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Cranfield University

Peter Gibbs invites the panel to join him at Cranfield University. Pippa Greenwood, James Wong and RHS Wisley curator Matthew Pottage answer questions from the audience.

Peter Gibbs invites the panel to join him at Cranfield University. Pippa Greenwood, James Wong and RHS Wisley curator Matthew Pottage answer questions from the audience.

The panellists lend their thoughts to discussions on tending to a large Fuchsia, starting a raspberry bed in chalky soil, and what to plant in a small garden devoid of light.

They also advise on pruning a conifer and deterring badgers from your garden, and offer organic solutions to vine weevil.

Anne Swithinbank visits Knoll Gardens in Dorset to discuss all things grass.

Produced by Dan Cocker
Assistant Producer: Laurence Bassett

A Somethin' Else production for BBC Radio 4.

Available now

43 minutes

Fact Sheet

Q – I have a fuchsia that’s large and woody.  Should I move it, leave it and then prune it, or move it and prune it at the same time?  It’s a metre high by a metre wide (3.25ft x 3.25ft)

 

Pippa – I would cut it back a little bit before moving it.

 

Matthew – Give it a haircut and then look after it then move it

 

James – Prune it at the same time that you move it.  This is probably the standard Fushcia magellanica.

 

Q – We put some Dicksonia antarctica in last year and they’re looking really shabby now.  Should I cut the old fronds back, like a deciduous fern, or should I leave them?

 

Matthew – Like with Cordyline leaves you need to leave them a bit before they look less shabby.  Make sure you look after the growing tip. 

 

Q – I’m starting a new raspberry bed.  First to go in is ‘Malling Minerva’.  The plot is 5m x 2m (16.5ft x 6.5ft)and the soil is neutral/alkaline and quite heavy.  How should I prepare the soil?

 

Pippa – I have similar soil and do better with autumn varieties.  Make sure there is good drainage, lots of organic matter, you could incorporate composted bracken too.

 

James – There is a North American species called Rubus occidentalis (Black Raspberry), Gelncoe cross.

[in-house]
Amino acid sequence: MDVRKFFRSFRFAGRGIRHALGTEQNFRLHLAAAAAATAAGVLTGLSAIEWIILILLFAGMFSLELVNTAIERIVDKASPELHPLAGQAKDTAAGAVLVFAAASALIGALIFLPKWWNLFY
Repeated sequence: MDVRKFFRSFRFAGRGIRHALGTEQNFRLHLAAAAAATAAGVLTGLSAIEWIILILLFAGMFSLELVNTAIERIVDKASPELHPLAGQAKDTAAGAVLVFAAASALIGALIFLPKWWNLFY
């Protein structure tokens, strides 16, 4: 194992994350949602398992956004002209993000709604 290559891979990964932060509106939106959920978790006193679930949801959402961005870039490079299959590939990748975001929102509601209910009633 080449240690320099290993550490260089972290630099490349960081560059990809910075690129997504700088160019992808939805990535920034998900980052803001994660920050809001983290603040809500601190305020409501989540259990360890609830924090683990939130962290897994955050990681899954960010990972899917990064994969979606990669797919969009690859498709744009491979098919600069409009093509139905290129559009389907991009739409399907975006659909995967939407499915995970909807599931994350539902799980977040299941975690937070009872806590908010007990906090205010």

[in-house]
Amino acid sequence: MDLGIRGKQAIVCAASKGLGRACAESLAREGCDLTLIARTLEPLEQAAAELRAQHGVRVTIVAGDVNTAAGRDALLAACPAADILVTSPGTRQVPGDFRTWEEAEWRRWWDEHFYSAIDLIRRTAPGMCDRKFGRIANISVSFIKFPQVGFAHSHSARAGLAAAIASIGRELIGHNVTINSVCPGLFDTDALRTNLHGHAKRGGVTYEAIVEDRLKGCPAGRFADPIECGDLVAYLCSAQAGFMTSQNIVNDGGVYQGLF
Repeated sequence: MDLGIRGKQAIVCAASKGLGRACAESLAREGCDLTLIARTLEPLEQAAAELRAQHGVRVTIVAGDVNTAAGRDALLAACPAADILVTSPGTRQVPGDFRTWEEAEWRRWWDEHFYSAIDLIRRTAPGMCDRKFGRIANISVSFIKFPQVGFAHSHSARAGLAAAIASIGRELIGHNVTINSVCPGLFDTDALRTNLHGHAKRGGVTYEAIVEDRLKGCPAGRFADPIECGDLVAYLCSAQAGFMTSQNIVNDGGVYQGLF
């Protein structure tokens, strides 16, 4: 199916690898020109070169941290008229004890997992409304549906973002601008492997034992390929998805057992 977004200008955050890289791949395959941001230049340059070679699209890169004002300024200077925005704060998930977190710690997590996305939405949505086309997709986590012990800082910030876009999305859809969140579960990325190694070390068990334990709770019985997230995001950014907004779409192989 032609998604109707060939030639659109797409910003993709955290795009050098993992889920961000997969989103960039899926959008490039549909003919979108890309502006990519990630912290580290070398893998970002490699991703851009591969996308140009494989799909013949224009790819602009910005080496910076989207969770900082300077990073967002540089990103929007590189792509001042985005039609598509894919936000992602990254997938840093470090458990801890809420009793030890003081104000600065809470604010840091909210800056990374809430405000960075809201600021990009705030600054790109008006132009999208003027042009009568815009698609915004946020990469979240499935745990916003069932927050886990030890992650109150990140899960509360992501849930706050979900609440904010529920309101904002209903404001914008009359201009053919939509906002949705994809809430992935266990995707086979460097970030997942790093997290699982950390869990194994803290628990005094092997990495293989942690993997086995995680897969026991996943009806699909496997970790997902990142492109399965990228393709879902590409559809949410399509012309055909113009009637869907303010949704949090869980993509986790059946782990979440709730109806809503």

Q – I have a very small front garden (5m x 7m or 16.5ft x 23ft) which is north-facing with chalky soil and no sun.  What can I plant in it?

 

Matthew – TrachycarpusBergenia ‘Eden’s Magic Giant’.  Hosta.  With mulch and a feed your chalky soil should be manageable.  Try a Chilean evergreen fern called Blechnum chilense. 

 

James – Try Dicksonia tree ferns and plant Epiphytes onto the trunks.  Things like the native Asplenium (Heart’s Tongue fern), or Asplenium trichomanesSaxifraga stolonifera.  ‘Mind-Your-Own-Business’.  

 

Feature:

Miscanthus

Panicums

Pennisetums

Carex

Juncus

Nassella (formerly Stipa tenuissima)

Hakonechloa

Anemanthele

Hordeum

 

James - Bamboos: Dulcis or edulus.

 

Q – I have a Dawn Cypress tree in the garden which has a bald side.  Can I pollard or prune it so it grows back to a better shape?

 

Matthew – They are tolerant and can regenerate unlike the evergreen Cypress. 

 

Q – What can we do to humanely deter badgers from digging up the lawn?

 

Pippa – They’re looking for food in the form of Leatherjackets and Chaffer grubs.  So get rid of those.  Use a nematode control in the soil.

 

Matthew – Leave a small battery-powered radio on overnight and this will deter them

 

Q – Could you suggest an organic solution to get rid of Vine Weevil?  I’ve got them on my strawberries and Heucheras.

 

Pippa -  Use nematodes in the soil.  Vine Weevils can’t fly or swim so stand your pots/planters up above a tray of water and they won’t be able to get in.

 

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